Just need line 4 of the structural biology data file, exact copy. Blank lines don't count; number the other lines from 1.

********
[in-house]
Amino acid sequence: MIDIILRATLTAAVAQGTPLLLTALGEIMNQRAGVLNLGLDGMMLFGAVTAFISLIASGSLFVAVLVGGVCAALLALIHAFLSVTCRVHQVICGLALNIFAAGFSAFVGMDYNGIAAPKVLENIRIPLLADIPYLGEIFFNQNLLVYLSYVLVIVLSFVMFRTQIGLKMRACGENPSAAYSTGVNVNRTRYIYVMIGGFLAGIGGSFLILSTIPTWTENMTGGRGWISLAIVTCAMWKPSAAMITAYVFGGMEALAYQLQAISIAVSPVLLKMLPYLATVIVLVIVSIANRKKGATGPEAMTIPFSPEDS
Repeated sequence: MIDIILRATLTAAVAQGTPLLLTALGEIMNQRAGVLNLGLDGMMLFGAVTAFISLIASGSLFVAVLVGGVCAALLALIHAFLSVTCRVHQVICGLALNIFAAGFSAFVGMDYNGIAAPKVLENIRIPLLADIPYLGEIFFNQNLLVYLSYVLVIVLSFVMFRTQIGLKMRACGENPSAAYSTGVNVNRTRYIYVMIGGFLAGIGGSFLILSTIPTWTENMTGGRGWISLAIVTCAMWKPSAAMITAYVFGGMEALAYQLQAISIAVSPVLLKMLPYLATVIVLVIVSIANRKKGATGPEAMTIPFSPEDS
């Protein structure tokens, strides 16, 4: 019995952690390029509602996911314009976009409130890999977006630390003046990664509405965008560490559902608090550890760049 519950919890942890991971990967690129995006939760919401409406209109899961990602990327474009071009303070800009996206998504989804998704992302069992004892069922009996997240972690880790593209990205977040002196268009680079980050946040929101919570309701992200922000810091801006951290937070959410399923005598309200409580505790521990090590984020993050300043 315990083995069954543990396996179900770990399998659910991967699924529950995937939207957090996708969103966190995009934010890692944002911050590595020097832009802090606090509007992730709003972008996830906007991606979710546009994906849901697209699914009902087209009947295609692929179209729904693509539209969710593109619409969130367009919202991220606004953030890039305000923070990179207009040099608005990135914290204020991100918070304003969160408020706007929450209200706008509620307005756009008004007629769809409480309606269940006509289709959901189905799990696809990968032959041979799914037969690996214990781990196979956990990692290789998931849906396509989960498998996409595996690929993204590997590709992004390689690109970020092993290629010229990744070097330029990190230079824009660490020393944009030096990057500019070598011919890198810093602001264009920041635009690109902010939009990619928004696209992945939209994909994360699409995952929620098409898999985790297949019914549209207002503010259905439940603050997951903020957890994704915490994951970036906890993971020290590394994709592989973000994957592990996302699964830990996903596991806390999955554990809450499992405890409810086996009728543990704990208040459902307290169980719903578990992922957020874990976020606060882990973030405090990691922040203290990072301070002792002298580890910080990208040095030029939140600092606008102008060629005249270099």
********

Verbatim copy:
């Protein structure tokens, strides 16, 4: 019995952690390029509602996911314009976009409130890999977006630390003046990664509405965008560490559902608090550890760049 519950919890942890991971990967690129995006939760919401409406209109899961990602990327474009071009303070800009996206998504989804998704992302069992004892069922009996997240972690880790593209990205977040002196268009680079980050946040929101919570309701992200922000810091801006951290937070959410399923005598309200409580505790521990090590984020993050300043 315990083995069954543990396996179900770990399998659910991967699924529950995937939207957090996708969103966190995009934010890692944002911050590595020097832009802090606090509007992730709003972008996830906007991606979710546009994906849901697209699914009902087209009947295609692929179209729904693509539209969710593109619409969130367009919202991220606004953030890039305000923070990179207009040099608005990135914290204020991100918070304003969160408020706007929450209200706008509620307005756009008004007629769809409480309606269940006509289709959901189905799990696809990968032959041979799914037969690996214990781990196979956990990692290789998931849906396509989960498998996409595996690929993204590997590709992004390689690109970020092993290629010229990744070097330029990190230079824009660490020393944009030096990057500019070598011919890198810093602001264009920041635009690109902010939009990619928004696209992945939209994909994360699409995952929620098409898999985790297949019914549209207002503010259905439940603050997951903020957890994704915490994951970036906890993971020290590394994709592989973000994957592990996302699964830990996903596991806390999955554990809450499992405890409810086996009728543990704990208040459902307290169980719903578990992922957020874990976020606060882990973030405090990691922040203290990072301070002792002298580890910080990208040095030029939140600092606008102008060629005249270099």